My husband won’t talk with me. I don’t want to become a nag, but I am afraid that is exactly what is happening to me. I am so frustrated. How can I get him to talk with me?
It is likely that you and your husband are locked into the “pursuer – distancer dance.” This is fairly common behavior between a man and a woman; a dance with some fairly predictable steps to it.
You want more closeness and intimacy with him and so you pursue him with questions (which he doesn’t answer) and then you get critical of him.
He wants more space from you, less of your controlling efforts to bring him in close, and so he withdraws from you with the silent treatment.
You pursue, and he distances.
Rules of thumb can be helpful, but they can also be dangerous.
In this case the rule of thumb is that men are more threatened by being controlled than are woman, and woman are more threatened by abandonment and loneliness. There may be some genetics involved in this generalization. Think about it.
Men have been the hunters for tens of thousands of years.
The last thing you want to lose when on the hunt is your freedom to act. Picture a group of men some ten thousand years ago out together trying to bring down some big wild game. The women couldn’t do this because such behavior was beyond them during pregnancy.
The more muscular man developed the skills it took to feed his family and tribe. Men would communicate between each other, not about their intimate feelings, but about the strategies and tactics of the hunt. Men still get together and talk about strategies and tactics, and seldom about feelings.
Women were the gatherers.
They could wander out in groups with the kids and gather nuts, leaves and roots. They were the ones who nurtured the kids, tuned into them with their intuitive feelings, and developed a sixth sense for how well each was feeling. Ten thousand years ago the only diagnostic system for medical problems was likely a woman’s intuitive feel for what was wrong.
Hormones got involved. Ken Wilber, the philosopher and pundit, puts it rather bluntly. “Woman have the hormone oxytocin, which says ‘relate to it, relate to it.’ Men, on the other hand, have the hormone testosterone, which says ‘kill it, or f**k it.’” That is sort of blunt, isn’t it? But Wilber sure hits the nail on the head. There is a fundamental biological difference between men and women.
But let me add that sometimes the pursuer – distancer dance is done in reverse.
When a woman stops pursuing her husband, and in turn doesn’t distance herself, he often stops and turns to face her. I have seen this over and over again. When she stops and holds her own hand (instead of insisting that he hold her to make her feel secure) well then he is no longer threatened by control from her and he turns, however gradually, to see what she is all about. Hence, my advice to you in this situation is this: Get a life!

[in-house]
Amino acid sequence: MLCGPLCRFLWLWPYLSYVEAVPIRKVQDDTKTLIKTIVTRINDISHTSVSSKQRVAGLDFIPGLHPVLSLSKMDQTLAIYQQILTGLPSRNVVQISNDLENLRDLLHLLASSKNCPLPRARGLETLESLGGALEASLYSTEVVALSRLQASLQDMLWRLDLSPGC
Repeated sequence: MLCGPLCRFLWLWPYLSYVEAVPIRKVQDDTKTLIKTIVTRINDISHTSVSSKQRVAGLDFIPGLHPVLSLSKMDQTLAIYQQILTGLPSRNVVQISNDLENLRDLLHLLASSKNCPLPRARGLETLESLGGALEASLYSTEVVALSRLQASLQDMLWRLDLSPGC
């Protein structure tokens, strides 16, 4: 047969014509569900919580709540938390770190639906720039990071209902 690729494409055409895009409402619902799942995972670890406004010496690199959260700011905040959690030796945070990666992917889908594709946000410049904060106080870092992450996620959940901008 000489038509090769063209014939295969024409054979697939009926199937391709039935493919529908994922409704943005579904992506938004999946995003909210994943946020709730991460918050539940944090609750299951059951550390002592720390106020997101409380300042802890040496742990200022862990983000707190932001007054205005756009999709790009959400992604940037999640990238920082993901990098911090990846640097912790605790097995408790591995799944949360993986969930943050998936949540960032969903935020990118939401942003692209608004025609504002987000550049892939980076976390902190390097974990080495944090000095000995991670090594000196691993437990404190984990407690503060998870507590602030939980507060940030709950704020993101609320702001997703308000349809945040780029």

Get your own life.
Tell him something like this: “John, I’ve been trying to get more going between us for some time now. I’ve turned into a nag and I don’t like it. I want a warm and intimate relationship with you but I realize that you don’t want that with me right now, and I am supposing that is because I have become a nag. The more I try to get you to talk with me, the less you do. So, I’ve decided that I am going to stop as of right now.
This is it.
I am going to talk with myself, with God, with my friends and family, but yes, mostly with myself. When you want to talk with me, you come right on and get my attention and start talking. I’ll do my best to listen. But I am not going to chase you around anymore because I don’t want to be that sort of person.”
Then, you follow through.
Get a handle on yourself.
You are either a Ready Adventurer, Loyal Caretaker, Authentic Idealist, or a Careful Thinker.
However, there is also the situation that is marked by some clear pathology. Some people just don’t talk. That is, they don’t self-disclose very much at all. You can follow all the sage advice in the world, and he still wont talk. I’ve seen it, and it is incredibly frustrating. Something inside of him is frightened, hurt, damaged, and he has built some serious defenses around himself to protect himself from real, or imagined harm.
Sometimes the fear of being re-injured is so severe that a man chooses, consciously or unconsciously, to never go near that injury again. In order to be safe, he distances. It is like the child who got a mouth full of water while swimming, got scared to death, and decided to never go near water again. Yes, it is almost like a phobia of intimacy.
There is a “schizotypal personality disorder.” That sounds more frightening than it is. Someone with this disorder has been burned and they aren’t going near the fire ever again. They have detached into their own world. This sort of distancing is more than a dance. It is a survival strategy that is being employed even when there is nothing real to fear.
So, the general rule when the pursuer – distancer dance is going on is this: Stop and get your own life, hold your own hand, and tell the big guy that he has a new woman to relate to! YOU! But you are getting on with your life. With him, or without him, you are going to have a great life.
If he is willing to go to a Marriage and Family Therapist, then by all means, take the steps necessary to make that happen. With a neutral third party present he might open up, break old habits, and get the relationship moving again. Give this a real try.
But for sure, remember that nagging wont work!
Recommended Books on Marriage
- The Meaning of Marriage: Facing the Complexities of Commitment with the Wisdom of God
- The Seven Principles for Making Marriage Work
- One New Habit To Fix Your Marriage: 10 Simple Steps To Put The Joy And Intimacy Back In Your Marriage
- The Emotionally Destructive Marriage: How to Find Your Voice and Reclaim Your Hope